Michael (grand poo-bah of Smithism)
Posted by: Michael | March 10, 2006 at 10:25 PM
Michael, I appreciate your commiseration. I'm not losing much, if anything, by renouncing my Universistness though.
Mainly, I'll be losing the "joy" of going through the trouble of reserving room at a Salem coffee house for a meeting, announcing this to the 23 members of the group, and then finding that only one or two people show up.
(Does this sound like any of your campaign rallies?)
No offense taken to your wanting to keep Smithism for yourself. Makes perfect sense. Myself, I find that my divinity is more highly realized when I'm entirely occupied within my own mind.
For example, I'll be happily musing, "I am the master of my realm, the Alpha of all Alphas, not even close to Omega." Then I'll hear my wife yelling, "Are you ever going to get away from that damn computer and install the weatherstripping that's been sitting by the front door for weeks?!"
"Yes, dear. Coming." She is not yet (nor, sadly, ever will be) an obedient devotee of Hinesism. Unless it be her own variety, since we share a last name.
Posted by: Brian | March 11, 2006 at 10:46 AM
In computer games like Myst or Time Traveler, the player needs to move through scenes and solve puzzles. This often entails discovering "hotspots" in the program, and clicking on a graphic representation of a device, a button, a loose rock on a wall. Often, the player becomes frustrated by the puzzle, a will begin clicking all objects in the visual field, in the hopes of finding a clue, or opening a secret door. In my house, we call this "bad art," because it is only background and not a "hotspot."
Sounds like you ran into some bad art. The puzzle is somewhere else.
Posted by: Edward | March 11, 2006 at 02:07 PM
you know brian, i don't read this site much because i'm pretty stupid but, you've been sounding weird.
truth is pathless, you sound like a guy who could get a little something out of krishnamurti thinking.
Posted by: justanidiot | March 12, 2006 at 07:54 AM
"The core of Krishnamurti's teaching is contained in the statement he made in 1929 when he said: 'Truth is a pathless land'. Man cannot come to it through any organization, through any creed, through any dogma, priest or ritual, not through any philosophic knowledge or psychological technique. He has to find it through the mirror of relationship, through the understanding of the contents of his own mind, through observation and not through intellectual analysis or introspective dissection. Man has built in himself images as a fence of security - religious, political, personal. These manifest as symbols, ideas, beliefs. The burden of these images dominates man's thinking, his relationships and his daily life. These images are the causes of our problems for they divide man from man. His perception of life is shaped by the concepts already established in his mind. The content of his consciousness is his entire existence. This content is common to all humanity. The individuality is the name, the form and superficial culture he acquires from tradition and environment. The uniqueness of man does not lie in the superficial but in complete freedom from the content of his consciousness, which is common to all mankind. So he is not an individual."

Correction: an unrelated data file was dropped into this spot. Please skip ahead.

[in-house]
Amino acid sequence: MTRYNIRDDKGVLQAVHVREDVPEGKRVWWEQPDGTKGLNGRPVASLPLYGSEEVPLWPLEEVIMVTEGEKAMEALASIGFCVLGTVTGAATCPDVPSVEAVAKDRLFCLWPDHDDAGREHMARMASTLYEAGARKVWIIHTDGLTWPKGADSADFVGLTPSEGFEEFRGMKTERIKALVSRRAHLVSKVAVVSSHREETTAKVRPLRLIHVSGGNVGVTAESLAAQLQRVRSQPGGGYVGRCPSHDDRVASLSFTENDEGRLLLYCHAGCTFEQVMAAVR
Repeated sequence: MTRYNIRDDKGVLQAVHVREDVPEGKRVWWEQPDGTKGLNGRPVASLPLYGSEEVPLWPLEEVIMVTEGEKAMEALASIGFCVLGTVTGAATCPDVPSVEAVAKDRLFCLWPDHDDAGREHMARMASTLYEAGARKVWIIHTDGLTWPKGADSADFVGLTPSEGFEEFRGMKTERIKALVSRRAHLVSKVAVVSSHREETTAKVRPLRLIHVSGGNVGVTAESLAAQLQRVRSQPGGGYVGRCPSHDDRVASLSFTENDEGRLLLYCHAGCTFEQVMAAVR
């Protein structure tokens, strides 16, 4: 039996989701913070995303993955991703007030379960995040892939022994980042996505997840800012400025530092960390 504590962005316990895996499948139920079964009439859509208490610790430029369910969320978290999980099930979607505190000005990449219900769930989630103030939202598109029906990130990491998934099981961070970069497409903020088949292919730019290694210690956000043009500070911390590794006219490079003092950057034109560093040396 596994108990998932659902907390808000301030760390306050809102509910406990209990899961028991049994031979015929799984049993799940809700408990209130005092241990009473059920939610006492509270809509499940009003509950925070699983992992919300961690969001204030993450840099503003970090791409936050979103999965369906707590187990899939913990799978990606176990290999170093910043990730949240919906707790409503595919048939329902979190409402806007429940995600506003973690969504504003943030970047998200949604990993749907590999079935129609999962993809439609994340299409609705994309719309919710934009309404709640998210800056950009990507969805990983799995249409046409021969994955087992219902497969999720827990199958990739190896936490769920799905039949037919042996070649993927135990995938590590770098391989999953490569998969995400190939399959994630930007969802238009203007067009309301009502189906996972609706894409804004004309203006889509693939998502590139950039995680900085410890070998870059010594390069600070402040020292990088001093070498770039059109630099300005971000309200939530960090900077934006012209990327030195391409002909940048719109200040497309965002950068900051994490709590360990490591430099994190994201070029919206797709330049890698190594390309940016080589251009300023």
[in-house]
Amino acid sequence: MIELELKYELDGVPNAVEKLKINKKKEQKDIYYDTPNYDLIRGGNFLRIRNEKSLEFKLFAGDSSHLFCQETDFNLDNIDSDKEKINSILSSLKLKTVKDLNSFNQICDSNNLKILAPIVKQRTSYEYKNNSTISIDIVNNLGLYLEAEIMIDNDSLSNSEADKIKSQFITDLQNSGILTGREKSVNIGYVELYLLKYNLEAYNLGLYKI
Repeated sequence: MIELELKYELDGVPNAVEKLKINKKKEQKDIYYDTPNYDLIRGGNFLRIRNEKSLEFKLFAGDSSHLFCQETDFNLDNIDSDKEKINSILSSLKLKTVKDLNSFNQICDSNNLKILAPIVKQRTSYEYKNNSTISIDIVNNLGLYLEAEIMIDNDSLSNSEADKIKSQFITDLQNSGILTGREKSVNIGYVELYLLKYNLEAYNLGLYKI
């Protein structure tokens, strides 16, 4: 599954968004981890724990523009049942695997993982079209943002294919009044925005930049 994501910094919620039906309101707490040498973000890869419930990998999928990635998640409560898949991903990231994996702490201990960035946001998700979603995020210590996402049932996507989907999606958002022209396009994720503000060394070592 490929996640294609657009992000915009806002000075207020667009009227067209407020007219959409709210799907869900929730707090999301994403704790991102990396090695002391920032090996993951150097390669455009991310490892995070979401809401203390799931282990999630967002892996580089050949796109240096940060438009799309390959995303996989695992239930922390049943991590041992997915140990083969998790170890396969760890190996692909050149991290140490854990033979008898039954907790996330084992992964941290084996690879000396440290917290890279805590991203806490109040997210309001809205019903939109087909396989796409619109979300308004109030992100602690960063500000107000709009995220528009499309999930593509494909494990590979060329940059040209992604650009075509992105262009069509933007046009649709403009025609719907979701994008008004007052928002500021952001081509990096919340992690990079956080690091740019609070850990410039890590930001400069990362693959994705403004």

some link i found...
Posted by: JAI | March 12, 2006 at 08:00 AM
Couldn't agree with you more, justanidiot, I have been sounding weird lately. What's even weirder is that when I write something, I consciously try to tone down the weirdness that I'm aware of inside myself. So the situation with me is even weirder than it appears. Weird.
I've read some of Krishnamurti. I've read some of almost everybody. I like what he says, but his style and tone didn't resonate much with me. I got the feeling that this is a guy who can talk a good metaphysical game but hasn't really been able to play it.
Of course, I could be wrong. I have no idea what Krishnamurti was like, deep down. I just know that when I read some writings I feel a tingle of "Oh yeah, that's it!" and when I read other writings I don't. Krishmaturti's book was in the last category.
Posted by: Brian | March 12, 2006 at 10:53 AM